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Reading Task:“Traveling through the Dark” by William Stafford, p. 440

“My Papa’s Waltz” by Theodore Roethke, p. 479

“Shall I compare thee to a summer’s day?” by William Shakespeare, p. 487

“Do Not Go Gentle into That Good Night” by Dylan Thomas, p. 491

“Alzheimer’s” by Kelly Cherry, p. 512

“Building with Its Face Blown Off” by Billy Colins, p. 541

“The Video” by Fleur Adcock, p. 551

“A Red, Red Rose” by Robert Burns, p. 561

"this morning (for the girls of eastern high school)” by Lucille Clifton, p. 563

“Because I could not stop for Death” by Emily Dickinson, p. 565

“The Road Not Taken” by Robert Frost, p. 574

“Pied Beauty” by Gerard Manley Hopkins, p. 575

“Harlem” by Langston Hughes, p. 576

“The New Colossus” by Emma Lazarus, p. 579

“They” by Siegfried Sassoon, p. 581

Task Type:Individual Project    Deliverable Length:1,000–1,200 words   

Points Possible:100    Due Date:9/9/2013 11:59:59 PM  CT    

Weekly tasks or assignments (Individual or Group Projects) will be due byMonday and late submissions will be assigned a late penalty in accordance with the late penalty policy found in the syllabus. NOTE: All submission posting times are based on midnight Central Time.

For your third Individual Project, you will be writing an essay of 1,000 words or more about two additional poems from the assigned reading list. Please select two works from the list of fifteen—excluding the one you already reflected on in Part A of the Phase 3 DB assignment—and answer the questions below. Again, be sure to begin your paper with an engaging introduction and clear thesis statement, develop each point in the body of your paper using examples and quotes from the poems, and conclude your paper with a restatement of your thesis and closing remarks. Also, make sure you maintain your credibility by including in-text citations and a reference list correctly formatted in APA style.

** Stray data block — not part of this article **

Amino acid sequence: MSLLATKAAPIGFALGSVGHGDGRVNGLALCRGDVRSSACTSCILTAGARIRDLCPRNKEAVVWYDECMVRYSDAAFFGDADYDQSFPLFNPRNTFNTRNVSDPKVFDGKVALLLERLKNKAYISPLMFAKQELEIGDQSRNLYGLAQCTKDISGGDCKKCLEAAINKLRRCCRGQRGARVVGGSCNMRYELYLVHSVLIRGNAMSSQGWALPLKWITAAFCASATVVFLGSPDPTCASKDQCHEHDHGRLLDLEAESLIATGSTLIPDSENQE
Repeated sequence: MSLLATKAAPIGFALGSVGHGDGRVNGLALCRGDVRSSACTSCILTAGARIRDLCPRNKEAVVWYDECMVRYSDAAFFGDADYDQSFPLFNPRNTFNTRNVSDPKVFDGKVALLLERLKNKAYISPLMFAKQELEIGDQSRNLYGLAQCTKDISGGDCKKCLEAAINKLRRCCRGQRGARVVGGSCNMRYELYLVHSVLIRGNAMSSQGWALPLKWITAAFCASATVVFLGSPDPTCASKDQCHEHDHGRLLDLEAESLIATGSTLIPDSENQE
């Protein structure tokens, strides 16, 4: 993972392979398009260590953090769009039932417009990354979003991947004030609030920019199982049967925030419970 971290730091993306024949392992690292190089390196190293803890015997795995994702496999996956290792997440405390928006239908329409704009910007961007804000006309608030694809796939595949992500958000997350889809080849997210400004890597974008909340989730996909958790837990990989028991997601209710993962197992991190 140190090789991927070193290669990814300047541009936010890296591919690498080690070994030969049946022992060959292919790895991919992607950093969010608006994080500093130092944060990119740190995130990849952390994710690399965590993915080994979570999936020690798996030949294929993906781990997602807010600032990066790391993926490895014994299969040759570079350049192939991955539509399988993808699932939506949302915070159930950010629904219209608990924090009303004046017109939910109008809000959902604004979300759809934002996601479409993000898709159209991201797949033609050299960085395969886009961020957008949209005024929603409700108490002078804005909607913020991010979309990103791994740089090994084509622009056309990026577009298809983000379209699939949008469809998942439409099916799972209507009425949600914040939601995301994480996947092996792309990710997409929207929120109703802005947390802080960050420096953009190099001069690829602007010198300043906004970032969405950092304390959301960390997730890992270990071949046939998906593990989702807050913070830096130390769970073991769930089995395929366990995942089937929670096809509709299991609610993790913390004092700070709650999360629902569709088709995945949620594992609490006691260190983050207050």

1. Imagery: What visual images can you identify in both poems? Comment on the details you notice about objects, places, people, colors, textures and so forth. Which of your other senses are stimulated by the poets’ descriptions?
  2. Figures of Speech: List the specific metaphors, similes, puns and other figures of speech each poet uses and how they contribute to the poem’s overall meaning. (Remember, figurative language is not literal but rather suggestive of something else. For example, the metaphor, “Jack is a pig,” is not a reference to an actual animal with hooves but rather someone named Jack who has pig-like qualities or mannerisms.)
  3. Symbolism: Identify the symbols you notice in each poem. What abstract concepts (e.g., love, death, truth) might the concrete objects (e.g., persons, places, things) suggest?
  4. Language and Word Choice: Every word in a poem has been included (or left out) after much deliberation, as poets choose their words very carefully. Remark on the following in each poem: Does the poet use informal or formal language? Does he or she write in an older dialect or contemporary English? Provide examples.
  5. Tone: What tone does each poet take (e.g., sad, humorous, sarcastic, loving, etc.) toward his or her subject matter?
  6. Themes: What are the main messages of both poems? Give reasons for your answers.
  7. Sound: Read both poems aloud. What do you notice about their rhythms, rhyme schemes and musicality? How does listening to the sound of a poem differ from merely reading it as words on a page?
  8. Final Thoughts: Poetry can enlighten and/or evoke deep emotion in readers. Express the impact each of the two poems you have analyzed for this assignment had on you. What insights did you gain about life or human nature, and what feelings did each piece stir in you? Has your view of poetry changed in any way since reading and analyzing the Phase 3 poems? Explain your answer

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